Ex-IAEA expert on Egypt’s nuclear power ambitions

6 Min Read

CAIRO: Egypt will issue an international tender for its first nuclear power plant in El-Debaa by the end of 2010, according to reports citing the country’s energy minister.

During a trip to Russia, Energy Minister Hassan Younes told reporters that the plant is slated to begin operations in 2019, costing an estimated $4 billion, and will provide 1,000 MW of power, the State Information Service (SIS) reported.

According to Yousry Abushady, former professor and head of the nuclear program at the Alexandria University, said that the tender will be presented next month.

Abushady was formerly the unit head responsible for safeguards implementation in North Korea and served as an inspector at the International Atomic Energy Agency for 26 years, but is now retired and based in Austria. In a phone interview with Daily News Egypt, he shared his insights on Egypt’s plans to ramp up its nuclear energy capacity.

There is “no other solution” for Egypt — and the world — but to further develop nuclear energy capacity, he said. “To block its expansion would be a crime,” he added.

After much analysis, it has been concluded that oil and gas reserves in Egypt will be depleted within 20 years, he said. Currently, 90 percent of Egypt’s energy is derived from oil and gas, another 10 percent from hydraulic, and a miniscule amount from solar and wind energy.

“Today, power plants are unable to supply sufficient energy” to meet Egyptian consumers’ energy demand, he argued, highlighting the constant blackouts Cairo experienced during the height of summer in August.

Next year, “the situation will be much worse” because the government is failing to curb electricity consumption, even in spite of its increasing cost, adding that in 10 years, Egyptians will “suffer.”

Thus, he warns, “without nuclear energy” there will be “huge” crises in the future.

Many, including the government, have placed high hopes on solar and wind energy, especially given Egypt’s favorable climatic and terrestrial conditions for both, to tackle the country’s energy shortage.

Egypt plans to generate 20 percent of its energy needs from renewable sources by 2020.

Abushady, however, argues that while providing an important contribution, both solar and wind energy would most likely meet no more than 5-6 percent of the country’s energy demand.

He explained that when the ministry says a new solar energy project can supply 100 MW of electricity, it is unfeasible because solar is only able to capture sun rays for 12 hours a day. In reality, such a plant can only provide 50 Megawatts of power.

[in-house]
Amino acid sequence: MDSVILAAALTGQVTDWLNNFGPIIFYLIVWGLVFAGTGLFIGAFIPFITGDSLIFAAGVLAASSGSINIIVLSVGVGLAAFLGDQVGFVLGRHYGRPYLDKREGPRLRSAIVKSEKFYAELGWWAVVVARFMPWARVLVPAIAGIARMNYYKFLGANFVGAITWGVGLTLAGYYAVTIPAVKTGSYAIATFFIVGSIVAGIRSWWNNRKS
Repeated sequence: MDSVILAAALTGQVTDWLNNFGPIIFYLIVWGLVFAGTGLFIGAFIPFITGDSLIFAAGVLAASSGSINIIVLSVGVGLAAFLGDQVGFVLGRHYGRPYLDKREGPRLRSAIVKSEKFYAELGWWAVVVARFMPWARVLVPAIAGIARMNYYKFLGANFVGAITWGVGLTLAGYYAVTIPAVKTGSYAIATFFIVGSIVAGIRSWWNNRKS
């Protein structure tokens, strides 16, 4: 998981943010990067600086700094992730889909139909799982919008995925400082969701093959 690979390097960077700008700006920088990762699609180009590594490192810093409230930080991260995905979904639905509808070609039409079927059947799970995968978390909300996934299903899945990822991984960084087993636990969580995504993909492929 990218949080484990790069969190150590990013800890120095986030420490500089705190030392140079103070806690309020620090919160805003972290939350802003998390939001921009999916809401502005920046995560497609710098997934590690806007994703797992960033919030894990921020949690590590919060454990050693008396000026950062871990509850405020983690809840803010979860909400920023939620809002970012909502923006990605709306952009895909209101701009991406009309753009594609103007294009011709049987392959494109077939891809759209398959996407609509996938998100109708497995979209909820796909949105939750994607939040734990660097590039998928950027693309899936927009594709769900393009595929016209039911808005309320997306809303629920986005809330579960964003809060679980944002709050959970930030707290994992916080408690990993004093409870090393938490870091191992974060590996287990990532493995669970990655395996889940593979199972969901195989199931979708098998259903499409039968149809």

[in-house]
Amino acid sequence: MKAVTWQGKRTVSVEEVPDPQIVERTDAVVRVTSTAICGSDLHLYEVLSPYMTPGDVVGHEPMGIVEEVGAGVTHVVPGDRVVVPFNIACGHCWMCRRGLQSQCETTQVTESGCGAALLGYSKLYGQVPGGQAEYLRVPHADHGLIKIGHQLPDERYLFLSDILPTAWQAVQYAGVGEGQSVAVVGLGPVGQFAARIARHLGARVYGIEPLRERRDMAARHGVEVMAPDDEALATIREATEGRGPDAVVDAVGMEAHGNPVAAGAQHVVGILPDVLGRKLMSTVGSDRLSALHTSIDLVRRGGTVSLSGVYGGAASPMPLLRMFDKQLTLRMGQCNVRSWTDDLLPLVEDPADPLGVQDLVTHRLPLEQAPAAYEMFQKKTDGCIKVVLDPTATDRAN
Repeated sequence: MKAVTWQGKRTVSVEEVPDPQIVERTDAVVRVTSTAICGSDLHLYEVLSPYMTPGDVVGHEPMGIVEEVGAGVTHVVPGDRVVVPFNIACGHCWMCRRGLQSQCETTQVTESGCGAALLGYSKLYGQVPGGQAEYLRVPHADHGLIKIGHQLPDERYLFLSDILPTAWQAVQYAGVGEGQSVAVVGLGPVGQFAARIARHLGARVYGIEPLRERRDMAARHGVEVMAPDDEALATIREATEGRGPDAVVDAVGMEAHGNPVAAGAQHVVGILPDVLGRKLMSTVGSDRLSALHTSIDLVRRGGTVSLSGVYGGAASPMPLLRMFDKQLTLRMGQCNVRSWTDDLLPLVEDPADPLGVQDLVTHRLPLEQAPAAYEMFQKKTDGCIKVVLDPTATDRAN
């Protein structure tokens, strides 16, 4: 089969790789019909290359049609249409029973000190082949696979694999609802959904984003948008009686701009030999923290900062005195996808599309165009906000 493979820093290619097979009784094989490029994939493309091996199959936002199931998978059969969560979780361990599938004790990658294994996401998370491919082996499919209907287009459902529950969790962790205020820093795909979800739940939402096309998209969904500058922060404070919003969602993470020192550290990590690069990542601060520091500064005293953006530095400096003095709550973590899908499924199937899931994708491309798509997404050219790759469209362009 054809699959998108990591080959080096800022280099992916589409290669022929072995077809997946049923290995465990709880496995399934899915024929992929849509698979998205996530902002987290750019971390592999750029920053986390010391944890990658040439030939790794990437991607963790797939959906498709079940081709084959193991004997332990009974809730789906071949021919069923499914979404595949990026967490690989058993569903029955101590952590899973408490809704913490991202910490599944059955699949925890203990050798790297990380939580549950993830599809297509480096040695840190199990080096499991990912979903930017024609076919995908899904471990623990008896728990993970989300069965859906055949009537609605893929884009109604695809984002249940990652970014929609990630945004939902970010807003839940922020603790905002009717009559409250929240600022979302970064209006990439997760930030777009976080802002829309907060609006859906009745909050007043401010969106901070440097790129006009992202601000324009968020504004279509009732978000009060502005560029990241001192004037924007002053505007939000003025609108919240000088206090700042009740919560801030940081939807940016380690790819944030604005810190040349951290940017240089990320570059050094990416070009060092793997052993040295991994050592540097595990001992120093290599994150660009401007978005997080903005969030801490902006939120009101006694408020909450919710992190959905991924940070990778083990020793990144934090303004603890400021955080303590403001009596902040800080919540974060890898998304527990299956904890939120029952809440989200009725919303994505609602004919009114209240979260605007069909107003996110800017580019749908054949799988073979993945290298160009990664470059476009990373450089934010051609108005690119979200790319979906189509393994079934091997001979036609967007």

Asked what amount he believes nuclear energy could contribute to fill the potential energy gap after oil and gas reserves have been exhausted, he indicated that in 20 years — provided the government pursues an active nuclear energy policy — it could supply between 20-25 percent of Egypt’s energy production, and another 40-50 percent in 30 years.

“It [nuclear energy] is also half as expensive as solar energy…and may be one of the cheapest forms of energy, including compared to oil and gas, after hydraulic energy, which is the cheapest.”

It also depends on how cost is defined. Initial capital costs for building a nuclear power station are significant, he said, but once a plant has been constructed, it lasts for 40 years, and uranium, used for fueling the station, is “cheap.”

When asked to respond to assertions made by environmental NGOs that solar energy can meet much of many countries’ energy needs without the pollution associated with traditional sources of energy, Abushady said: “People ignore the effects of solar and wind on the environment…solar cells contain significant amounts of pollution.”

Silicone, which is used to produce solar cells, is fabricated from several sources, of which the by-product is harmful to the environment. Nevertheless he acknowledges that spent fuel represents a serious environmental challenge due to its high levels of radiation. To circumvent this issue, Abushady has been propounding several solutions.

One in particular is to follow Iran’s example: by uranium from a big supplier, such as Russia or the United States, and return the fuel for recycling or other uses once it has been spent.

He equally suggested that spent fuel can be stored onsite at the nuclear reactor or in storage areas under ground, both commonly applied elsewhere. In his view, nuclear energy poses “no real hazard,” highlighting that there are 660 nuclear reactors worldwide, and there have been “no real accidents” for light and heavy water nuclear reactors.

As this tender will pave the way for the first nuclear power plant in Egypt — besides the two small research reactors already in existence, the recently created national Egyptian nuclear regulatory agency must draft regulations for the industry, which cover all stages of the nuclear cycle, including waste management.


Share This Article
Leave a comment